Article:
14 Why do I put myself in jeopardy
and take my life in my hands?
15 Though he slay me, yet will I hope in him;
I will surely defend my ways to his face.
16 Indeed, this will turn out for my deliverance,
for no godless person would dare come before him!
(Read the rest of the chapter, here.)
This blog is all about radical love, how we should radically love each other and how God radically loves us. Believe it or not, God’s incredible love for us is exactly what this passage illustrates.
“I desire to speak to the Almighty, to argue my case with God,” Job declares in v. 3. When you think about it, that’s rather impertinent. Can you imagine being charged with a crime and demanding to go straight to the Supreme Court? You’d be laughed at and denied. But with God we can do this. We can go straight to the highest court, if you will, and argue our case. Job knows he is not perfect, even that he doesn’t know all the ways of God, but he still has faith: “Though he slay me, yet I have hope in him. I will surely defend my ways to his face. Indeed, this will surely be my deliverance, for no godless person would dare come before him!” (v. 15-16) Job wants to bypass his useless friends with their “proverbs of ashes” and go straight to the source to confess his faith, examine his shortcomings in God’s eyes, and make his case for salvation. Which is what we should all do. Now, not all of us are going to have a vision of God come to Earth in a storm to answer our cries in person as Job does later on, but we can still do what Job does, in prayer, any day, any time. No need to even make an appointment – God is always there, ready to listen to us.
And speaking of listening, Job really does some raging in this speech. This is the first time Job speaks sarcastically and angrily to his friends (actually last chapter was the first time, but this chapter is a continuation of the same speech, so it still counts). His tone towards God is less angry, but still plaintive, to be sure. Job makes a demand of God in v. 20: “grant me these two things,” and accuses God of making Job Xyr enemy (v. 24). It’s easy to forget, since Job is so eloquent, but not only is he in sorrow, he is in pain. How many of us have lashed out in sorrow or pain? Saying things we don’t really mean, or just being unable to see past our own misery? Often, we lash out at those nearest to us. And, just like a good friend, God doesn’t take it personally with Job. Xe knows it is Job’s pain speaking. Xe is not going to hold Job’s angry words against him in the end.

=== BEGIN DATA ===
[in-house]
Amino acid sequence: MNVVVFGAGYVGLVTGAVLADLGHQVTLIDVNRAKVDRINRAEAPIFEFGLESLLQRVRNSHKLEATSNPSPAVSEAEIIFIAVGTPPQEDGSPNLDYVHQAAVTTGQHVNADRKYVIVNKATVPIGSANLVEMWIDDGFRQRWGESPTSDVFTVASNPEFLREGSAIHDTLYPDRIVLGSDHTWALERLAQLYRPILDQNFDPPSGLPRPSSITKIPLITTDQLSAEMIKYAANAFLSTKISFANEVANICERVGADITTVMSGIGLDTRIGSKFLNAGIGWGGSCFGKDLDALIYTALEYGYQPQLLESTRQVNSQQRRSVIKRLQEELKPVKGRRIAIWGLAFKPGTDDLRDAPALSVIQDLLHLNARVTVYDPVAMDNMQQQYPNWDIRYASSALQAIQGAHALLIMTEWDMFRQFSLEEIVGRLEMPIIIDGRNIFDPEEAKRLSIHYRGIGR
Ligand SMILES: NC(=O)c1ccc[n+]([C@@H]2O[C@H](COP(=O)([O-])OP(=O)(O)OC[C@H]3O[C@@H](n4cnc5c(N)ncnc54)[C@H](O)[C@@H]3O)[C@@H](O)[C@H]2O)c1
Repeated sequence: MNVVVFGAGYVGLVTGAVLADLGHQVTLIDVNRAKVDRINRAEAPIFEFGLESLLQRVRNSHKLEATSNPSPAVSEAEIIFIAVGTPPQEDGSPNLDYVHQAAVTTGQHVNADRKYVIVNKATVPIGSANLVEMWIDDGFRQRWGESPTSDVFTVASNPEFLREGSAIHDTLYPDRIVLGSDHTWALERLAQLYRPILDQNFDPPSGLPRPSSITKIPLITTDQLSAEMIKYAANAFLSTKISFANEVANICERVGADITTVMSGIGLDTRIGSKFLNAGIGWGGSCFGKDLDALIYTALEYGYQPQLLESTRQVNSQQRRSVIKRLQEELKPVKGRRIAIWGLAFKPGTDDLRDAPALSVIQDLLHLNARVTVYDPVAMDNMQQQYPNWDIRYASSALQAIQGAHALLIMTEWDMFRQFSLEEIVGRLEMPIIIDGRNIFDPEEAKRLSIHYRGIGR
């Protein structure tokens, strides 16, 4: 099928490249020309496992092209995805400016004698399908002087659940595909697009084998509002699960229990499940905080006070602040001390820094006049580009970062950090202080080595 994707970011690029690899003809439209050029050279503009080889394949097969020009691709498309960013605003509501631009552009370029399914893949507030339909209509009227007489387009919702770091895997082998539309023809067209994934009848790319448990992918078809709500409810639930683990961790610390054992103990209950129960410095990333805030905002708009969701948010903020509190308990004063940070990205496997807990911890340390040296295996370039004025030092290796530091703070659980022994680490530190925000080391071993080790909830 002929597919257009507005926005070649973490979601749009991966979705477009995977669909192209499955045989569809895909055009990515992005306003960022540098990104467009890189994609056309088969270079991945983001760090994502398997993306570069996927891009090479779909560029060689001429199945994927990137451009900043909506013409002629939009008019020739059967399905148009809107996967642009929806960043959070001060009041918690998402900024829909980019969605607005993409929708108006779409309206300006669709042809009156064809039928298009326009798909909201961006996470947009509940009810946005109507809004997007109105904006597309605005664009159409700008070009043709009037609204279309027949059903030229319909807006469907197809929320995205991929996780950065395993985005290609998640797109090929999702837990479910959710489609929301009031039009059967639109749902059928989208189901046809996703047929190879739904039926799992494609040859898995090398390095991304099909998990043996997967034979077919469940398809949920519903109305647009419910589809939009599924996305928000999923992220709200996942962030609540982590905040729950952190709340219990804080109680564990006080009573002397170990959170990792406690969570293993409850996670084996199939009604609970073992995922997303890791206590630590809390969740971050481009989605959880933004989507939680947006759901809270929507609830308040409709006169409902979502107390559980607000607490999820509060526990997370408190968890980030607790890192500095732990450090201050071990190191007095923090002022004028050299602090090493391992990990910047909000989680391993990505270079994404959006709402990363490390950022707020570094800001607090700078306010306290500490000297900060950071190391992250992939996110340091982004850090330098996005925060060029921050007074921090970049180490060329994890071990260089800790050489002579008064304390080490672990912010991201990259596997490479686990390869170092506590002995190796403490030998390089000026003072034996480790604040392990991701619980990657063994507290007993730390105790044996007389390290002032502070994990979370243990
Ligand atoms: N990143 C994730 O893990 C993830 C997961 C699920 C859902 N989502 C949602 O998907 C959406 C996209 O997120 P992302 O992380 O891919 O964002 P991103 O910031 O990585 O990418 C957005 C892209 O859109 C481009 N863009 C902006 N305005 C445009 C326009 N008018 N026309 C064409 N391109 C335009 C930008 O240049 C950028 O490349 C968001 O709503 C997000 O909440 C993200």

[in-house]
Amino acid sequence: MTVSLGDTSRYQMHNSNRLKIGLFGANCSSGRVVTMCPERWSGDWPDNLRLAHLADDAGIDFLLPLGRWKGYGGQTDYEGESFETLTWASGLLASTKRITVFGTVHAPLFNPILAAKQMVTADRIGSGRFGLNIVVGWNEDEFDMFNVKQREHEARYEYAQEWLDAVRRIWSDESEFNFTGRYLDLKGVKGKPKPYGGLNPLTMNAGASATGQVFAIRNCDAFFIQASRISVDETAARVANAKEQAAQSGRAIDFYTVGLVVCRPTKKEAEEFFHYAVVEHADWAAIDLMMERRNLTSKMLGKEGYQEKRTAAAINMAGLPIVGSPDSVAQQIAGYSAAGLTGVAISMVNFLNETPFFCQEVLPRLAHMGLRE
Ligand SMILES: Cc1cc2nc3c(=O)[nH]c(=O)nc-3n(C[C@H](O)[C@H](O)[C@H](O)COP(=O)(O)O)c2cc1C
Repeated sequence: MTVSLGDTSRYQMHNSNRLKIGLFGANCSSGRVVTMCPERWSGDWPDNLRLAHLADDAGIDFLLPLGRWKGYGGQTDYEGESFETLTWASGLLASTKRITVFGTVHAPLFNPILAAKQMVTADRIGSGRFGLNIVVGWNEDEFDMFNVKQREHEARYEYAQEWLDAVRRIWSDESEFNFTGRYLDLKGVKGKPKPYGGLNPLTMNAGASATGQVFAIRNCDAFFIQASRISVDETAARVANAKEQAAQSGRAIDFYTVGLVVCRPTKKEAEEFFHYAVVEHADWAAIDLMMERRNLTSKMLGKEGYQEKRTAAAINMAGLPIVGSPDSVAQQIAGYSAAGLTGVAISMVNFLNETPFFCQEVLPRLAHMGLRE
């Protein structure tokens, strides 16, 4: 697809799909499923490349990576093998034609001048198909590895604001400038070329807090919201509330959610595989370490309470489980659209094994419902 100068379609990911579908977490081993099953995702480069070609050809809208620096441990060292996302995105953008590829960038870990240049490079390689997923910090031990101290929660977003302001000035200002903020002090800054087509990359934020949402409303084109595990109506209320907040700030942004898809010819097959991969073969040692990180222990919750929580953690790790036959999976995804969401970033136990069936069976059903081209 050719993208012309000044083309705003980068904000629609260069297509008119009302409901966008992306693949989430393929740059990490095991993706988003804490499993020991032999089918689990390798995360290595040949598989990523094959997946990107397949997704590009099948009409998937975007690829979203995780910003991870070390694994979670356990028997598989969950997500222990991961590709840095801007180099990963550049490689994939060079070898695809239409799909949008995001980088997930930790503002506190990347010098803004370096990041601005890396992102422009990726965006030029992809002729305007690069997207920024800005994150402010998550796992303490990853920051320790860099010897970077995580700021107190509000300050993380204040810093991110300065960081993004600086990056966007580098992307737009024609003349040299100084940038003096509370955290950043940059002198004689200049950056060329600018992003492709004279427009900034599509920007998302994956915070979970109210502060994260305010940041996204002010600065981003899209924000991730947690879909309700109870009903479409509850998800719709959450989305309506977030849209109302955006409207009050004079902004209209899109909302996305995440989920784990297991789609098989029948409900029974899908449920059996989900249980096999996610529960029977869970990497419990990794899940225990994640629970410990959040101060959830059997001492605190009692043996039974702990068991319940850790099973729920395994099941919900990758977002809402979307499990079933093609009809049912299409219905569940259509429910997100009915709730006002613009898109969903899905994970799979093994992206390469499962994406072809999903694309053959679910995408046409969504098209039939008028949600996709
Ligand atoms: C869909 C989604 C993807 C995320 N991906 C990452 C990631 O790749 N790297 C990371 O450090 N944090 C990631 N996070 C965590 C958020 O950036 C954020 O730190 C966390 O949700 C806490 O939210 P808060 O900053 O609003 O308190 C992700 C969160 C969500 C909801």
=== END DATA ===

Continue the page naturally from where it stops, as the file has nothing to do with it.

And there-in lies the wonder of it all. For in the grand scheme of things, we are just windblown leaves or dry chaff, as Job points out. I distinctly remember learning in 7th grade that if you took the whole history of Earth, from the time it was formed 4.5 billion years ago, and condensed that history into a year, then all of human history–and by that I mean the first homo-sapiens, not just recorded history–fits into the last half-hour of the last day of that year. Now take the whole history of the galaxy, which scientists say is 14.51 billion years old, and we’re barely even a blip. Yet for being almost nothing, God loves us. Xe decided the world was not complete without us, and created us in Xyr image. We are fallible and fleeting, but God loves us, every single one of us. It’s as unrealistic as us being able to love individual snowflakes as our own children, but for God, it is possible. And that is truly awe-inspiring, and worthy of our love and thanksgiving in return.